Covid-19 forces ICC to postpone cricket’s T20 World Cup
The International Cricket Council (ICC) has announced the men’s 2020 Twenty20 World Cup, due to take place in Australia later this year, has been pushed back to 2021 as a result of the novel coronavirus (Covid-19) pandemic.
The tournament was scheduled to take place from 18 October to 15 November, but has instead been shifted back a year, with the final taking place on 14 November, 2021.
With the event taking place every two years, the next edition of the tournament will follow a year later, with the final scheduled for 13 November.
The decision comes as Melbourne, which was due to host a number of matches in the tournament including the final, sees Covid-19 cases spiking. This saw the city go back into lockdown, while all travellers entering Australia must quarantine for 14 days.
“We have undertaken a comprehensive and complex contingency planning exercise and through this process, our number one priority has been to protect the health and safety of everyone involved in the sport,” ICC chief executive Manu Sawhney explained.
“The decision to postpone the ICC Men’s T20 World Cup was taken after careful consideration of all of the options available to us and gives us the best possible opportunity of delivering two safe and successful T20 World Cups for fans around the world.”
The decision was taken by the IBC board, the commercial arm of the ICC, which also opted to push back the dates for the 2023 Men’s Cricket World Cup. This will now take place from October to November that year, rather than from February to March as originally scheduled.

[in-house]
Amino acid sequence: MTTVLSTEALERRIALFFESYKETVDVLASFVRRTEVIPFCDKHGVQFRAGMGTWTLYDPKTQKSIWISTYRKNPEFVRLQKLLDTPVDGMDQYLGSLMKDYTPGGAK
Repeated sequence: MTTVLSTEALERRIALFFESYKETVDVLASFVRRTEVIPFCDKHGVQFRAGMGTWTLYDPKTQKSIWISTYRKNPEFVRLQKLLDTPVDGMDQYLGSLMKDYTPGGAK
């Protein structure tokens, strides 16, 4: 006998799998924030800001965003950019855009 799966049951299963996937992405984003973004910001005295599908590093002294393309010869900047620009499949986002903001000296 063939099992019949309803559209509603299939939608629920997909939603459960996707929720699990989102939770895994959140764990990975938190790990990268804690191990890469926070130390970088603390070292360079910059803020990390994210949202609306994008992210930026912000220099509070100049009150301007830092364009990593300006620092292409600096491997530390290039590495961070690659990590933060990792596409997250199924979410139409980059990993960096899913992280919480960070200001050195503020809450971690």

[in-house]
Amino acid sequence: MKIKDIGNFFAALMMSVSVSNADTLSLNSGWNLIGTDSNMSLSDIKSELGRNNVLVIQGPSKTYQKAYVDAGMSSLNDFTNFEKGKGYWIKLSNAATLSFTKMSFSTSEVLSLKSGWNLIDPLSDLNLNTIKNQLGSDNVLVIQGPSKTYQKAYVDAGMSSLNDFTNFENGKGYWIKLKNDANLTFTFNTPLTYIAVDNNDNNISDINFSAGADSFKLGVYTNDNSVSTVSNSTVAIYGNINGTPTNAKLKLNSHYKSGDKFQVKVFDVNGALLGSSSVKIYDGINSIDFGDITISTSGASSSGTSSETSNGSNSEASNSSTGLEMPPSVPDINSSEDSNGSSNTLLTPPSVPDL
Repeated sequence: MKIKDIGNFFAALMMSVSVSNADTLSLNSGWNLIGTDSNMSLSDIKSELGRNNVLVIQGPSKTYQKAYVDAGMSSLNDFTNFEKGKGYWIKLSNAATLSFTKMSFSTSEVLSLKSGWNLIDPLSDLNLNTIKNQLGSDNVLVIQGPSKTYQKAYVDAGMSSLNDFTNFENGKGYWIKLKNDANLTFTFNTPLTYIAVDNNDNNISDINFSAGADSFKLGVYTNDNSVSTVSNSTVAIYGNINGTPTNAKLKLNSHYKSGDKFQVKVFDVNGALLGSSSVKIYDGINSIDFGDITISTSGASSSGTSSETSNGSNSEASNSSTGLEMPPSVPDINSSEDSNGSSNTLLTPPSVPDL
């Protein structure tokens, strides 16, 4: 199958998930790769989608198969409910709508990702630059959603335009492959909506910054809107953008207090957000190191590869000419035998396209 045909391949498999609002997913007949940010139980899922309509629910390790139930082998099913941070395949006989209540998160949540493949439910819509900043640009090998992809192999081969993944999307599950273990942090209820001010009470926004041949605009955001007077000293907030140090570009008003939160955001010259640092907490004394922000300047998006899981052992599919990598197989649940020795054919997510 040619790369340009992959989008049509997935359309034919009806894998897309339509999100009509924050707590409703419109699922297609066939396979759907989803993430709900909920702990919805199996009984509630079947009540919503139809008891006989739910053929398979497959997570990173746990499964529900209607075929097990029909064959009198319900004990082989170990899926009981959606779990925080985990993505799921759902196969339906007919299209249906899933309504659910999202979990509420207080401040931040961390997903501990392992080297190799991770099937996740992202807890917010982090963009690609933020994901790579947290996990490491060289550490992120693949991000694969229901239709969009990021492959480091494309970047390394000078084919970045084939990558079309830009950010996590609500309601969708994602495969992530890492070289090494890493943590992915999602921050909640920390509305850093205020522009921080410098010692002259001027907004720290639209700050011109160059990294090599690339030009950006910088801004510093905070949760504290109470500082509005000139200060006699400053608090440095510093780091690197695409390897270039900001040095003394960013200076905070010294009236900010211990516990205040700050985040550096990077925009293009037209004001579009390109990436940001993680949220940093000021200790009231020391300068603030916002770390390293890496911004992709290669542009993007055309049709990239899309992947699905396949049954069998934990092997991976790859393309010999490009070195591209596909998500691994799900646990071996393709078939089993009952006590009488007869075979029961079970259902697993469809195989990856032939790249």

Sawhney explained that the changes would allow domestic competitions to be scheduled following the disruption caused by Covid-19.
“Moving the Men’s Cricket World Cup to a later window is a critical element of this and gives us a better chance of maintaining the integrity of the qualification process,” he said. “This additional time will be used to reschedule games that might be lost because of the pandemic ensuring qualification can be decided on the field of play.”
While the Women’s Cricket World Cup, due take place in New Zealand in February 2021, remains on the calendar, the IBC board will “continue to evaluate the situation” going forward.
“Throughout this process we have worked closely with our key stakeholders including governments, members, broadcasters, partners and medical experts to enable us to reach a collective decision for the good of the game and our fans,” Sawhney added. “I would like to thank everyone involved for their commitment to a safe return to cricket.”
The T20 World Cup becomes the latest international sporting event to be suspended or cancelled as a result of the Covid-19 pandemic, which also disrupted domestic leagues around the world.
This summer’s European football championship was pushed back a year, while the Tokyo Olympics will now take place in summer 2021.